Campus transformation: A look at the past five years

The UBC campus of five years ago was a strange place. There were roads where there shouldn't be roads and random open lawns that have since been supplanted by towering, concrete residences and fancy new lecture halls.

Is it an improvement? That depends. It is certainly newer and larger. In the span of your average undergraduate degree — five years nowadays — UBC got a nice, new Main Mall, a bunch of spiffy residences, the Nest and a wooden extension to Earth and Ocean Sciences. On top of all that, Wesbrook Village has ballooned in size at an almost exponential rate. 

For you new, bright-eyed students unfamiliar with the “good old” campus that your jaded, wiser elders on the cusp of graduation got their start in, The Ubyssey provides you with a portal into the past five years of perpetual construction and the buildings that have followed.

Let us take you back to a mystical time where Vine hadn't even been invented yet — let alone killed — Lady Gaga was still doing stuff that people talked about and we were all mildly curious about that new HBO show called Game of Thrones, but were pretty sure it would never be better than Lost

Main Mall and Martha Piper Plaza

[''] Google Maps

Before it was the beauteous, grassy stretch of landscaping decadence that it is today, Main Mall was pretty much just an annoying and fairly ugly road with some parking spaces and a roundabout for decoration.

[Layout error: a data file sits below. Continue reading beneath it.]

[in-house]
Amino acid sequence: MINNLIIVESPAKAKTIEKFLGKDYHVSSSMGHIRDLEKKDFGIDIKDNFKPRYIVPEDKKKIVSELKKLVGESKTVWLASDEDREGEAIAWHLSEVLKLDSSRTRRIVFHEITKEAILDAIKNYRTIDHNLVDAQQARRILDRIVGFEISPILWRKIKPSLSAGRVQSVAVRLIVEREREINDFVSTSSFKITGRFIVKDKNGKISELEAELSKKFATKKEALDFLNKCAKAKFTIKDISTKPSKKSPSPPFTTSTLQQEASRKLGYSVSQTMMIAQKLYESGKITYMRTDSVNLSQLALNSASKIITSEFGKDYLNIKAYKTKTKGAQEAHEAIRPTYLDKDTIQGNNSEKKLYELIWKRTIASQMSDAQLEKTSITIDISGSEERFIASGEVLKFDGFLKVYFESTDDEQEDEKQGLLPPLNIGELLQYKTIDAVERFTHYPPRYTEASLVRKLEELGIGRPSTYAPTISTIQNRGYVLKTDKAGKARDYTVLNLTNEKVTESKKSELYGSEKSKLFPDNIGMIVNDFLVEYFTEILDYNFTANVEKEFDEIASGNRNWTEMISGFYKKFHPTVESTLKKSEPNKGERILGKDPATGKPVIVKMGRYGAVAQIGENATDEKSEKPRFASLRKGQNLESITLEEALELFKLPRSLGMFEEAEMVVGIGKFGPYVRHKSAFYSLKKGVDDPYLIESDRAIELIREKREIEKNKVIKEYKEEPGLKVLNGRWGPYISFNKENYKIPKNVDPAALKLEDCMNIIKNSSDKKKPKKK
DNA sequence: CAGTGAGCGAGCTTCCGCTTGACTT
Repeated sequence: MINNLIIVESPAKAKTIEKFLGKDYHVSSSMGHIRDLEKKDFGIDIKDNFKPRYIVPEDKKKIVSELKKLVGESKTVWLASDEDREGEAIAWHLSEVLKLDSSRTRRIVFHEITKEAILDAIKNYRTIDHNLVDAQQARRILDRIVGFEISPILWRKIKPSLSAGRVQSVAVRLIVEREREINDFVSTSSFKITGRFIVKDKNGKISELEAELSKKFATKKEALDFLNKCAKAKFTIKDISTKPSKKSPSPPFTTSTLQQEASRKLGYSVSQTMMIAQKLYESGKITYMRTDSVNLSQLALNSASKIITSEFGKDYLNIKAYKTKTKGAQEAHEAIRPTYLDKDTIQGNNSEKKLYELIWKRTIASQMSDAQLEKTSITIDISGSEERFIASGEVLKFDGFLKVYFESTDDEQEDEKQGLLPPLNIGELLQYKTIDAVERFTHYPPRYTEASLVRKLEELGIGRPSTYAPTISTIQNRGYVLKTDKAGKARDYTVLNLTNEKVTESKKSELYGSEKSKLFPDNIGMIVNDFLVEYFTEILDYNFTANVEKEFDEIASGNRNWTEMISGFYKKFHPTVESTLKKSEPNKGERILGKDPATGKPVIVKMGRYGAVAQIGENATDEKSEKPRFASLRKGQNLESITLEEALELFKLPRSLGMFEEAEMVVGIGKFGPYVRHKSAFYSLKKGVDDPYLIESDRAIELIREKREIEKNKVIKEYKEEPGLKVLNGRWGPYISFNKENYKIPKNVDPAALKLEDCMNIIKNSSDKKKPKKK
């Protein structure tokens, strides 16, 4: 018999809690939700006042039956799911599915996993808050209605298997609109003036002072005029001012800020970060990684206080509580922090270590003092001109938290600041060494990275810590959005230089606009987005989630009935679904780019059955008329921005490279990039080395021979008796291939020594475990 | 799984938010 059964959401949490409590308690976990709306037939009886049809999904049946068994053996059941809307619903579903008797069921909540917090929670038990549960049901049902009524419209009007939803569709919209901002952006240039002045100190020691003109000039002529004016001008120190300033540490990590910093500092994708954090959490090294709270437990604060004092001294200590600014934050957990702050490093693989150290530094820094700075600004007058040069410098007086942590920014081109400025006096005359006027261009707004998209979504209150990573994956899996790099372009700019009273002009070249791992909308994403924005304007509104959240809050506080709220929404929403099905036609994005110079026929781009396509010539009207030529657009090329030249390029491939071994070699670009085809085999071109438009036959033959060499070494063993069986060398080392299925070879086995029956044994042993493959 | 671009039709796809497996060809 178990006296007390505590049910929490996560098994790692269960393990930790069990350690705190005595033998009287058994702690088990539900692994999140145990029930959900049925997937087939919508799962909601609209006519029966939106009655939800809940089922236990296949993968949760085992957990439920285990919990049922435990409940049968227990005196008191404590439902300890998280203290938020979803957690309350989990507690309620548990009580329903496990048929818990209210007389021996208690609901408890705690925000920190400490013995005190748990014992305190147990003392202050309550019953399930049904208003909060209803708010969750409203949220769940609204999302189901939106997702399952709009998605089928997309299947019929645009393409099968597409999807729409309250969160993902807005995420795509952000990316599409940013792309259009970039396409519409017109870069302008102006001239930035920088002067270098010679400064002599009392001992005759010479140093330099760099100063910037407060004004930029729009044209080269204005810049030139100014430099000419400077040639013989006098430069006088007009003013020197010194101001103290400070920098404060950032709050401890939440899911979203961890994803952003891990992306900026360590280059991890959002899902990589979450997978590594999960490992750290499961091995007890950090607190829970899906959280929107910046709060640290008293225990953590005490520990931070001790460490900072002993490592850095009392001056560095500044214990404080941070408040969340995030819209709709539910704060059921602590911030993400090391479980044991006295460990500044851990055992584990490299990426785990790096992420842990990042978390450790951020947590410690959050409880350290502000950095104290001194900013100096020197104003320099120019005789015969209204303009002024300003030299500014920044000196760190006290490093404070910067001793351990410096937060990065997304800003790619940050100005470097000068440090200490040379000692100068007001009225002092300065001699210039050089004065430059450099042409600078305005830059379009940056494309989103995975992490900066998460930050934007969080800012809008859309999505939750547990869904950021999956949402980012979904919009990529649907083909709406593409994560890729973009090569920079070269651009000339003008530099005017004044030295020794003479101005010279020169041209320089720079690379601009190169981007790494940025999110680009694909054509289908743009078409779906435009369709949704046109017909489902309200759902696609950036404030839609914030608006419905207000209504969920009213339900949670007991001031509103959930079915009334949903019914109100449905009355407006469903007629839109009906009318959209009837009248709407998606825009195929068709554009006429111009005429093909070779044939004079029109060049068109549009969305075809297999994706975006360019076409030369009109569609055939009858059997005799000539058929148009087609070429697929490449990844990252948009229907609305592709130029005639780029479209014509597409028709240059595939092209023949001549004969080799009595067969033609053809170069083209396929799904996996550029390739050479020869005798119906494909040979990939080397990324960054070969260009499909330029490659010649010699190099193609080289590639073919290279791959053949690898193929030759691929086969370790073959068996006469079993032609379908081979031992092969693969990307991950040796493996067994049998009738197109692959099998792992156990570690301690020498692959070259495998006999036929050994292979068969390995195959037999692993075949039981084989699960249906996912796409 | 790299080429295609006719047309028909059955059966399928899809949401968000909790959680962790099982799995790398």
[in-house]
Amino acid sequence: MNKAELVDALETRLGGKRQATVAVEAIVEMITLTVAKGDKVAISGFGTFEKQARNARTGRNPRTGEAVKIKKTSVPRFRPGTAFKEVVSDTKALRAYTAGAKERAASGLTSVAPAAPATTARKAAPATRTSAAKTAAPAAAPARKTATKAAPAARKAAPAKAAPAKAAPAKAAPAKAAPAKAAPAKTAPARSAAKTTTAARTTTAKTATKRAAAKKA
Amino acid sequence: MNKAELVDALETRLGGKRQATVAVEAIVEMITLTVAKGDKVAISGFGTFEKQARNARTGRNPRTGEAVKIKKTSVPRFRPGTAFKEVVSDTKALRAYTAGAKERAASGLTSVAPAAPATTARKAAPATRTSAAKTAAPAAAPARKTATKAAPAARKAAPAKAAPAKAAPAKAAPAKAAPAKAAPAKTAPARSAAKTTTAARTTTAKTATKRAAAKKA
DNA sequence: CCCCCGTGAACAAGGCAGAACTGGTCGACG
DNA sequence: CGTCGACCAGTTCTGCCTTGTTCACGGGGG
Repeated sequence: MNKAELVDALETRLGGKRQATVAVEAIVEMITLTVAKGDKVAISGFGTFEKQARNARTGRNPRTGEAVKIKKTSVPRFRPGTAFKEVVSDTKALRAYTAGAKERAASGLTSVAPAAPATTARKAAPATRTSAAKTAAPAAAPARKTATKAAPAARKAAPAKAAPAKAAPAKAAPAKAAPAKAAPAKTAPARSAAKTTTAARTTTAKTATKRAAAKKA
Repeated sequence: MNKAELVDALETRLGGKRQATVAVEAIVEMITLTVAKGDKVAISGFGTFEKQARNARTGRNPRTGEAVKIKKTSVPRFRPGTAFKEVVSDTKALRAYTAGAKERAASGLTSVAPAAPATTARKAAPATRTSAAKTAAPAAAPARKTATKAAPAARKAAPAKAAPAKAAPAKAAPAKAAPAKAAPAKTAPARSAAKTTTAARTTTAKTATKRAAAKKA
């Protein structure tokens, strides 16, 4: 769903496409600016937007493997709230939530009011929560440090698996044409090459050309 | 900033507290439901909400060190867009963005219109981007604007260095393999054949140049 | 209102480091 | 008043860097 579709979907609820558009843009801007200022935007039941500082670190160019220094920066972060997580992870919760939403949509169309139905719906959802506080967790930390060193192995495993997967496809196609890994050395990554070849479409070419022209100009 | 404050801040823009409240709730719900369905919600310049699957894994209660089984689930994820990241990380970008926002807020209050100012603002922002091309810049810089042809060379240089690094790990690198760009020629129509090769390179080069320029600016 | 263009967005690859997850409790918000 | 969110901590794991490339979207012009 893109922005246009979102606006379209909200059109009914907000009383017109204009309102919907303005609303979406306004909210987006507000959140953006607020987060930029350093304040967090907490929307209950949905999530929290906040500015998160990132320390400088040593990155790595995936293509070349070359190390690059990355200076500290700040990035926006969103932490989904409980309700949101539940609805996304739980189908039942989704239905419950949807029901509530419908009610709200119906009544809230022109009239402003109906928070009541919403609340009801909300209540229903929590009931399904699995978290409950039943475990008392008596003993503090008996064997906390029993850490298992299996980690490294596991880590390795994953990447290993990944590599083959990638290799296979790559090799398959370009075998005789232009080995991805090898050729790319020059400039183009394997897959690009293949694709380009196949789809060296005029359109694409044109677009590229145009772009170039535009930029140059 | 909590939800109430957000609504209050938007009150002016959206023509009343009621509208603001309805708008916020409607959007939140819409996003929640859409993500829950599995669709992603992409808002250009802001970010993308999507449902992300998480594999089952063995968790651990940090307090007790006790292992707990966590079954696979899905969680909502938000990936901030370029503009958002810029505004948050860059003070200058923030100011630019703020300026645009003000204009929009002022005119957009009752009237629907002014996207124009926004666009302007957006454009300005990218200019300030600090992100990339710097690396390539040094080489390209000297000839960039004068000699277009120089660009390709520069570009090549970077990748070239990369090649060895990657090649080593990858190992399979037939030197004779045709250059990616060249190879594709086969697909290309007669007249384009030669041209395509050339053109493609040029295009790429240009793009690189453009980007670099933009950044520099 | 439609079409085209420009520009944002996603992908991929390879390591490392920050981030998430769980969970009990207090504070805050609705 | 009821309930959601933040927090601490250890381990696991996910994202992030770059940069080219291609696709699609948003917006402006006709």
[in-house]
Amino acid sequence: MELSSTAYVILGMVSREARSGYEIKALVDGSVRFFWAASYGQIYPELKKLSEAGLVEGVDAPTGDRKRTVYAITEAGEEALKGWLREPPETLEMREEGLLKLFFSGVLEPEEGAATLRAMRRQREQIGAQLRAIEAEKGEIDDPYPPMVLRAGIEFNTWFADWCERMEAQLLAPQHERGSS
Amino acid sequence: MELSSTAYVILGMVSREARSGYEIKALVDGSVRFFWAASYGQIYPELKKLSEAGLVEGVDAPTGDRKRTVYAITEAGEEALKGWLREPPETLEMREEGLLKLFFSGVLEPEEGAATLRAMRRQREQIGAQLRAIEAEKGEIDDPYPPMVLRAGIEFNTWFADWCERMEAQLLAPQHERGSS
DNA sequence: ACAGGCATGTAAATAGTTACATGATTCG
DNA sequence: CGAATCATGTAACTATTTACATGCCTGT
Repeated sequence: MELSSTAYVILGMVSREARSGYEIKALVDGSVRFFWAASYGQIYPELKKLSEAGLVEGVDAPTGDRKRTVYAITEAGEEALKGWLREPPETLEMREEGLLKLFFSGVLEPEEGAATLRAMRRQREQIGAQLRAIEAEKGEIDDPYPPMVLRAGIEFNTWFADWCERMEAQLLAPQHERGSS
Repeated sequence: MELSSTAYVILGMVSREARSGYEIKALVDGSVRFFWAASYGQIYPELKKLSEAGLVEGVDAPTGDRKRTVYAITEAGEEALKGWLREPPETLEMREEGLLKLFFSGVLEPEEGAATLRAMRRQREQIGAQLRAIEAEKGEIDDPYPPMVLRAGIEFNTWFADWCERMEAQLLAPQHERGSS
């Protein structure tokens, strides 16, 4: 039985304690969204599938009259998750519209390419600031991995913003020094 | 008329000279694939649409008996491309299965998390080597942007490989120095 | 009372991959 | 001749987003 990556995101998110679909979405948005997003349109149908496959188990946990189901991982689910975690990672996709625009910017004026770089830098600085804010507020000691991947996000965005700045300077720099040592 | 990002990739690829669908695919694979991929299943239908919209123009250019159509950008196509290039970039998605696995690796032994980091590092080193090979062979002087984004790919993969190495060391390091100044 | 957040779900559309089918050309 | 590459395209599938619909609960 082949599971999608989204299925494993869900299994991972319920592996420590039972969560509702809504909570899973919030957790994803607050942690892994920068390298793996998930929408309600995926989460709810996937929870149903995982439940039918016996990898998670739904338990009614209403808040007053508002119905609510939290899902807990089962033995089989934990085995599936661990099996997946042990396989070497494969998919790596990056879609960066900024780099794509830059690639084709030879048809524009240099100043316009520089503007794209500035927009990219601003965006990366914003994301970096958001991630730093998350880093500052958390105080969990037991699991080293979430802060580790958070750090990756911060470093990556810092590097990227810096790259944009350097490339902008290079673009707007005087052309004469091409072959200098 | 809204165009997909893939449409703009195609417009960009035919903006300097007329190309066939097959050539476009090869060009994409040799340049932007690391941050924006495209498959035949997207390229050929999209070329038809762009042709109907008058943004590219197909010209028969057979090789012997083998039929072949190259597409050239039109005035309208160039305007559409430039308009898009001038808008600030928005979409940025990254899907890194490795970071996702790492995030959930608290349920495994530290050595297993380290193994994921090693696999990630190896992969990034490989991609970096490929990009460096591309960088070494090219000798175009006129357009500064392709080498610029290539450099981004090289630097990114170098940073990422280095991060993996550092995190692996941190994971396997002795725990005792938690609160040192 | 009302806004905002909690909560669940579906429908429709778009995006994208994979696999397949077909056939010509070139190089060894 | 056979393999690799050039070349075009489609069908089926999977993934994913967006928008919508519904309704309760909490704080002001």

The original plan for pedestrian corridors on campus was set out in 1914. It had a much more ambitious and natural vision which, largely due to construction complications and the increased importance of vehicle transportation, was never fully realized. What resulted was concrete and drab. 

Almost 100 years later, as part of the university’s 2010 Vancouver Campus Plan, Main Mall, Memorial Road, Agricultural Road and University Boulevard became next in line for revitalization. With a project cost of $16.3 million, construction began in 2011 with an aim to be completed by spring of 2013.

The crown jewel of the project was Martha Piper Plaza. A replacement for the grungy roundabout that came before, the new plaza was intended to represent the epicentre of the campus as well as an embodiment of what was planned for future development. Benches, grass and a large fountain — which boasts some technically impressive jets and an accompanying river — replaced a largely unremarkable road.

During the time of its construction, students were treated to the now-traditional sight of swaths of fenced-off campus and labyrinthine routes to classes. But when it was all completed and unveiled, the student population was treated to a truly impressive transformation that has completely reshaped what the campus is today. 

Is it better than it was five years ago?

By far. When you consider just how much we rely upon Main Mall as well as its accompanying roads, it seems strange to think that there was a time when it wasn’t this way. That part of campus has now become a more natural, quieter environment. Now, instead of car traffic, we just have to worry about annoying pedestrians who decide to suddenly alter their course at the last moment while looking at their phone.